While Brandon Stokley is best known for catching passes for the Baltimore Ravens, the veteran wide receiver helped Delaware students score a touchdown in “Financial Football” this afternoon.
Stokley joined Delaware Treasurer Chip Flowers for the statewide launch of the financial literacy game at Christiana High School in Newark.
Financial Football was developed by a Visa and NFL partnership with Delaware as a way to get students thinking about building credit, saving money and planning for the future.
“I think the earlier you learn, the better off you’ll be, especially when you start making money and you have to start planning for the future,” said Stokley. “The things you learn now will help you better when those obstacles come in your way and those situations arise out of nowhere. You know what to do with your money.”
Stokley explained to students that even if they make millions of dollars as a star athlete someday, it’s easy to make the wrong decisions and lose it all quickly.
Since NFL players only get paid during the season, Stockley said the key is learning to make it last.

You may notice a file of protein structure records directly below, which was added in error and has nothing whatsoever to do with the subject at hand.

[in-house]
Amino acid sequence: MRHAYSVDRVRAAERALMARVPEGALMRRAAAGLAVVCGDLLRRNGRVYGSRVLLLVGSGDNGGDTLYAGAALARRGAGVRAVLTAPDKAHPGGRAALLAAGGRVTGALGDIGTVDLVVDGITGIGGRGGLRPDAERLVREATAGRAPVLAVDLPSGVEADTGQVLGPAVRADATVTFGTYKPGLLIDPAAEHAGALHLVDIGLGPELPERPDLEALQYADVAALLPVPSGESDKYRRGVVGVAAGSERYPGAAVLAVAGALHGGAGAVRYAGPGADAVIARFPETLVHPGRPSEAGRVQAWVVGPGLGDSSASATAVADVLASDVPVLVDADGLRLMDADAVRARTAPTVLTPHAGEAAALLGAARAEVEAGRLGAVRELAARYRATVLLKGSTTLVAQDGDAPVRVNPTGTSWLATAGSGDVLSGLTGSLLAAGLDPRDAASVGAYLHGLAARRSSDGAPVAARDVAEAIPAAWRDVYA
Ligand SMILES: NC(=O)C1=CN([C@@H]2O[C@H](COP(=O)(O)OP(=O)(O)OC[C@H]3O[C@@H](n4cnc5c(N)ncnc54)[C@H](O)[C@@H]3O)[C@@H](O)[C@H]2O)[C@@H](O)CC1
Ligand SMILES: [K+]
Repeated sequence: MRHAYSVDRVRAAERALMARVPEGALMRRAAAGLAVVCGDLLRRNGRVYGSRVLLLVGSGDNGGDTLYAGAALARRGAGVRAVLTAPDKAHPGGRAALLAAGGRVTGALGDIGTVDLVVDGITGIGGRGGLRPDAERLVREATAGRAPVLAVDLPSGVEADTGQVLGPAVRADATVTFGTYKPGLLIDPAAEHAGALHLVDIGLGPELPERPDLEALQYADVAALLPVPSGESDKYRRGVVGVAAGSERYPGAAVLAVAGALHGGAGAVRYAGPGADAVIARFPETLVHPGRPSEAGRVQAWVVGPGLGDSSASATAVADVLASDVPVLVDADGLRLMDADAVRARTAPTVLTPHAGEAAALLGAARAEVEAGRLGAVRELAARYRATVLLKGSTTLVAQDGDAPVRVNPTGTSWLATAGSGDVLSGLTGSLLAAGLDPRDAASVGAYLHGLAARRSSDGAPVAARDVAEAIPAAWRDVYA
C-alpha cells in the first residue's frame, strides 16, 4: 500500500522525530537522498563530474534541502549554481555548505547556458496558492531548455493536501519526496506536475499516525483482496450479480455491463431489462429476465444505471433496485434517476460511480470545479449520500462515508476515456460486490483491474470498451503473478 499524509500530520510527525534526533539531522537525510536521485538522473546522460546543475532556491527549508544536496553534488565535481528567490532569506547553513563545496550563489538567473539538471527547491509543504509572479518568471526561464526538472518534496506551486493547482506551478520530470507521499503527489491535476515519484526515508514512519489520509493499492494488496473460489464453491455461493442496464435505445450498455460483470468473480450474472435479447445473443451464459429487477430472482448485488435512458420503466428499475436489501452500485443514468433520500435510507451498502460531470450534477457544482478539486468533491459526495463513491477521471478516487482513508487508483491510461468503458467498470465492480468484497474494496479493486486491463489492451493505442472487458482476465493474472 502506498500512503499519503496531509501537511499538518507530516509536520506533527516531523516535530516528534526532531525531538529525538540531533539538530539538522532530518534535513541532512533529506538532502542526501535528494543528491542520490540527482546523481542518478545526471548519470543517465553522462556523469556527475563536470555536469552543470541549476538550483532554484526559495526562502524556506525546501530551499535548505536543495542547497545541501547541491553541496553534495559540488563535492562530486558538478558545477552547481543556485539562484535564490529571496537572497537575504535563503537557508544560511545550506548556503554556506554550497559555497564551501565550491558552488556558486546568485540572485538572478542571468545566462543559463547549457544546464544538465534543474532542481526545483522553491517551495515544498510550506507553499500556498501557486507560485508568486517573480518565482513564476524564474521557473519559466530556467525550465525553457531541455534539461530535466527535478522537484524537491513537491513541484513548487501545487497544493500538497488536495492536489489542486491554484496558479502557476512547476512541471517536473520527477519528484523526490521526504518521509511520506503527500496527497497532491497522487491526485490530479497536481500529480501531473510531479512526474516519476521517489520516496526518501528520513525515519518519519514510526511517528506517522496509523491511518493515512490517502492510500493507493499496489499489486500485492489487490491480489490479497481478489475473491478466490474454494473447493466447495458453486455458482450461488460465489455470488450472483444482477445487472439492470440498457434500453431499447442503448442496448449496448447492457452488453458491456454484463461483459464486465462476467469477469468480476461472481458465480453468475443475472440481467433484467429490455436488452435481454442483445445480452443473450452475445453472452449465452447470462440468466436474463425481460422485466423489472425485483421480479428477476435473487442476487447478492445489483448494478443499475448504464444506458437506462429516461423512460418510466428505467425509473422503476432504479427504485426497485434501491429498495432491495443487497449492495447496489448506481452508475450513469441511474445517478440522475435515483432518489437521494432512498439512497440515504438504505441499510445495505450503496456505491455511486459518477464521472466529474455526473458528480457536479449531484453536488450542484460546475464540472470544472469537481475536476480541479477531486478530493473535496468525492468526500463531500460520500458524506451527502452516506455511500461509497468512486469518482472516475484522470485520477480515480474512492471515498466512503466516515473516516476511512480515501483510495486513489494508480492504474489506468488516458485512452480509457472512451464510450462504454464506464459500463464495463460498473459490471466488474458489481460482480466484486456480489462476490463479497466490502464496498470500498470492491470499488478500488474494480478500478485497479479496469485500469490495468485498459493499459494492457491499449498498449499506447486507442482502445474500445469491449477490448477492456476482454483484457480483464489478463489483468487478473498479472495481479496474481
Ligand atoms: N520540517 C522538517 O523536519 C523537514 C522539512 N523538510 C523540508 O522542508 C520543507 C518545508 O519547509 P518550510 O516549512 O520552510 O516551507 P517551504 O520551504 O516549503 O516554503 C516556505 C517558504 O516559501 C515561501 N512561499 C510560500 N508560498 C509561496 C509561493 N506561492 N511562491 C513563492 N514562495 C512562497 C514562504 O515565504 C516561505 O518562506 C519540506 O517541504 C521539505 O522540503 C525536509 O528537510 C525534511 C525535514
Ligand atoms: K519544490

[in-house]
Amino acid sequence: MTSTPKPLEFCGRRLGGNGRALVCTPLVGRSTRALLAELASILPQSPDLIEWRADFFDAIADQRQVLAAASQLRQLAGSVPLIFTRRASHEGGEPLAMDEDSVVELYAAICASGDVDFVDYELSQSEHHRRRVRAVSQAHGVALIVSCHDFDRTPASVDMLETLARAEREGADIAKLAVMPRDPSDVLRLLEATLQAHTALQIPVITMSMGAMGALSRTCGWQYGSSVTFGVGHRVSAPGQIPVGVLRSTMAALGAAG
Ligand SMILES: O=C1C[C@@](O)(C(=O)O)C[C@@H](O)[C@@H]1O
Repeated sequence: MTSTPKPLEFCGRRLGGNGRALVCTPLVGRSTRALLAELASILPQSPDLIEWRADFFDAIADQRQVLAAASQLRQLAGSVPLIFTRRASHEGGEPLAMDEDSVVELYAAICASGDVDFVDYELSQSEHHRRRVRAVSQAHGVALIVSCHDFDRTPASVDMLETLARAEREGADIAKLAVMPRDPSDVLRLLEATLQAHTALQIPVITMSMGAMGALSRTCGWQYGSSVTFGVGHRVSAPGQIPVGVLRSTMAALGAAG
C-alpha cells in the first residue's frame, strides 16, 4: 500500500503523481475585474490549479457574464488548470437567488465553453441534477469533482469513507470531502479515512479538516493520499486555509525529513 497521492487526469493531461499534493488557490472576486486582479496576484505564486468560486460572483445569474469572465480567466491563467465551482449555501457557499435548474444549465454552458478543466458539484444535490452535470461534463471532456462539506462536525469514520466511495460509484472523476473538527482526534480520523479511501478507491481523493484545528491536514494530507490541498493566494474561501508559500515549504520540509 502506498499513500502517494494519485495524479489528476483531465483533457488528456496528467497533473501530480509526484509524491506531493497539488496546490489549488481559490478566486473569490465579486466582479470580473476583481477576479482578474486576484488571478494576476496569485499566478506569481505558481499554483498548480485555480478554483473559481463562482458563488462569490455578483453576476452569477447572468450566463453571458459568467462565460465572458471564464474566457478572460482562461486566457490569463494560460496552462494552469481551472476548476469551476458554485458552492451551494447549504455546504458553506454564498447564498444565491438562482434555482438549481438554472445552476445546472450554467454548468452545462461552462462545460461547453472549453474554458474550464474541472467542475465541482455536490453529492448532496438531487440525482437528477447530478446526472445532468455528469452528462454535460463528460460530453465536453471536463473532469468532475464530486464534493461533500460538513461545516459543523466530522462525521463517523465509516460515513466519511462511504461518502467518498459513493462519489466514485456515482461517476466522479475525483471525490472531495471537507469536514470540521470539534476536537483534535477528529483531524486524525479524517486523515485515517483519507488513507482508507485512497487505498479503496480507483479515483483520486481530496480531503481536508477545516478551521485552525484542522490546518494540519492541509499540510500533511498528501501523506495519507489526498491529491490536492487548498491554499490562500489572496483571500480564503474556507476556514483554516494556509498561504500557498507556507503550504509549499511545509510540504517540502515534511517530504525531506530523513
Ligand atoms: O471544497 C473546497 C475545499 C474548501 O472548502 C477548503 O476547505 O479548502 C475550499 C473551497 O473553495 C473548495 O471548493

“I’ve seen over and over where guys get their checks and by the end of the year they’re broke,” he said. “It’s a lonely feeling to have all that money and then it’s gone.”
The Financial Football curriculum is taught at the high school level and comes with a computer game for classes to play as they learn. A group of business and marketing students at CHS tested the game, with Stokley and Flowers serving as team captains. They answered questions about credit, bank accounts, applying for student loans and saving strategies.
“I was impressed with the knowledge that they showed when I was sitting in the back,” said CHS Principal Noreen Lasorsa. “I’m not necessarily sure I would have been able to answer all of those questions, I think it’s a testament to our marketing and business department of the work they’ve done with our students.”
Lasorsa explained that students who choose business and marketing as their career pathway in high school take introductory courses, and the game helps students better relate the information they’ve learned to their everyday life.
“A lot of our students come from low income homes so they’re out in the workforce as well,” she said. “They’re full-time students and part-time at work and some of them are full-time and contributing to the finances of their homes,” she said.
Flowers said Financial Football is part of a statewide effort to get more Delawareans to make better financial decisions.
“Financial education is important and our economic well being in Delaware is tied to it,” he said.